- Page 1ViewSonic ViewPad 10e
- Page 2 Software, Android UI and Apps
- Page 3 Screen, Battery Life and Video Support
- Page 4 Cameras, Value and Verdict
The ViewSonic 10e’s screen is its stand-out feature. Within the roster of tablets that label themselves as affordable, it is simply excellent. Using an IPS panel and 1,024 x 768 pixel resolution, its tech specs are up there with the best tablets of 2011.
Its capacitive touch layer feels great too – topped with glass rather than hard plastic. It is, however, tripped-up by the laggy performance. The screen hardware has what’s needed for a top-flight experience, but the software and internal hardware doesn’t.
Going head-to-head with the directly-comparable iPad 2, the display backlight is a little harsher at maximum brightness and colours are not as rich, but it maintains the excellent viewing angles and good image quality associated with this kind of screen. It’s impressive at £199.
Pixel density is fairly low at 131dpi, with pixels making-up text clearly visible within the browser, but the same can be said of most current tablets inlcluding the iPad 2.
This great screen quality should make the ViewSonic ViewPad 10e a quality video-watching tool, but the performance issue creeps in here too. Native video support reaches beyond the standards of the Android OS, with Xvid and DivX invited, but the tablet can’t relay most at full speed.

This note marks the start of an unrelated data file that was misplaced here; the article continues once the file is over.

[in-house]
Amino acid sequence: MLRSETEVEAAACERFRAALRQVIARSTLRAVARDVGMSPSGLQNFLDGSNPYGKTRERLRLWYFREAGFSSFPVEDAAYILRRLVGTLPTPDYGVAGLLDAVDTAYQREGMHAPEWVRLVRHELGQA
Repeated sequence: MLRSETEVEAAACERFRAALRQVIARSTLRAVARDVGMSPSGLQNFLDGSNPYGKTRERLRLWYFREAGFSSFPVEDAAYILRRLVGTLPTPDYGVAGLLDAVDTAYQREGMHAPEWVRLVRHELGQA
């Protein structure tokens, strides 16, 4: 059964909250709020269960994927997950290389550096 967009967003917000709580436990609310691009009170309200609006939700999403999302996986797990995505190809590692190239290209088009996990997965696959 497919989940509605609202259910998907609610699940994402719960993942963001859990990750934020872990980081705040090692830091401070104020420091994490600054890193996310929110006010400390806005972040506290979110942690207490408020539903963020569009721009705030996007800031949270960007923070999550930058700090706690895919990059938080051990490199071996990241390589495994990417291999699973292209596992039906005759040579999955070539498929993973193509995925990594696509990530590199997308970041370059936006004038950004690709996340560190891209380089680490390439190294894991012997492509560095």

Performance with MP4, an Android staple, is good but dropped frames are clearly noticeable in standard definition Divx files, and other non Android-native formats. Again this is indicative of the faulty software of the tablet. “Hard wired” support is fine, but anything requiring more finesse falls a little flat. Here are the results we found running our test samples.
The limited internal memory becomes glaringly apparent when using the ViewPad 10e as a video jukebox. 4GB isn’t much at the best of times, but this is chopped-into by system essentials, giving you more like 3GB to play with. As there’s a microSD slot, letting you boost storage simply and cheaply, it’s not a show-stopping problem, but it sets the 10e apart from higher-end tablets, which treat 16GB as a minimum.
Under its metal backplate lives a 5,400mAh battery, which lasts for just under five and a half hours of video playback, trotting-out a standard definition DivX film. Although long enough for a few films, this doesn’t impress among its tablet peers, where the standard is set at around eight hours.
There’s a stereo speaker array on the back, with grilles at each end of the lower-end. The sound quality is not up to much though, falling below the surprisingly decent output of the iPad 2. However, you can easily plug in a set of headphones or speakers, and mirroring the content to an HDTV or monitor is simple using the mini HDMI socket on the 10e’s top edge – the socket is covered by a little plastic flap when not in use.